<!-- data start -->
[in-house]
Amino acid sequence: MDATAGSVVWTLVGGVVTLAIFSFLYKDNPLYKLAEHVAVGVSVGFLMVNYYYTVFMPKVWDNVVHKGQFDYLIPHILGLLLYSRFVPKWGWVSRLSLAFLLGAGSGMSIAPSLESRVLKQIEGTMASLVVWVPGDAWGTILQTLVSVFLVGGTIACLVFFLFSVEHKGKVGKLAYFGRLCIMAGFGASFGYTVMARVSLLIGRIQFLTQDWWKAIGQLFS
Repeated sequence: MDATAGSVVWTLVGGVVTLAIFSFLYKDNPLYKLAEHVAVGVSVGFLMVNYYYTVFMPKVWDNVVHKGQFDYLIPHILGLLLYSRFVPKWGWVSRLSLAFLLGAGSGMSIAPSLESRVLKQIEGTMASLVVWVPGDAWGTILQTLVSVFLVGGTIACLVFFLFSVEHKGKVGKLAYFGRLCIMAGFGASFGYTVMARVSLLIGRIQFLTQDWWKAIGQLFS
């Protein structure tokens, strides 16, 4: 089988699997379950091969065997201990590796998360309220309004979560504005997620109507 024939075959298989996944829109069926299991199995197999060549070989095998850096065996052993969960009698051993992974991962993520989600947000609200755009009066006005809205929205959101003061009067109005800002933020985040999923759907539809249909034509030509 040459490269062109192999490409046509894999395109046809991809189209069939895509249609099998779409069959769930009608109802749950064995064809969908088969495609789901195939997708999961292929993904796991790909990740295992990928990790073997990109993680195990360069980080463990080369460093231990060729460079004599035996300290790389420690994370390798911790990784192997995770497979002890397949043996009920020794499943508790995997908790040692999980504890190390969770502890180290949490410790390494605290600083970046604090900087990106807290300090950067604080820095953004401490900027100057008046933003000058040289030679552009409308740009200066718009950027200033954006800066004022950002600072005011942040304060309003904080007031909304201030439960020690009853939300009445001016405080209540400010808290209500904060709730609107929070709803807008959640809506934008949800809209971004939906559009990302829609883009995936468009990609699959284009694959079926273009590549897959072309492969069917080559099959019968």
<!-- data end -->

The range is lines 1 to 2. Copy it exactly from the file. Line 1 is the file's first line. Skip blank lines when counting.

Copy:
[in-house]
Amino acid sequence: MDATAGSVVWTLVGGVVTLAIFSFLYKDNPLYKLAEHVAVGVSVGFLMVNYYYTVFMPKVWDNVVHKGQFDYLIPHILGLLLYSRFVPKWGWVSRLSLAFLLGAGSGMSIAPSLESRVLKQIEGTMASLVVWVPGDAWGTILQTLVSVFLVGGTIACLVFFLFSVEHKGKVGKLAYFGRLCIMAGFGASFGYTVMARVSLLIGRIQFLTQDWWKAIGQLFS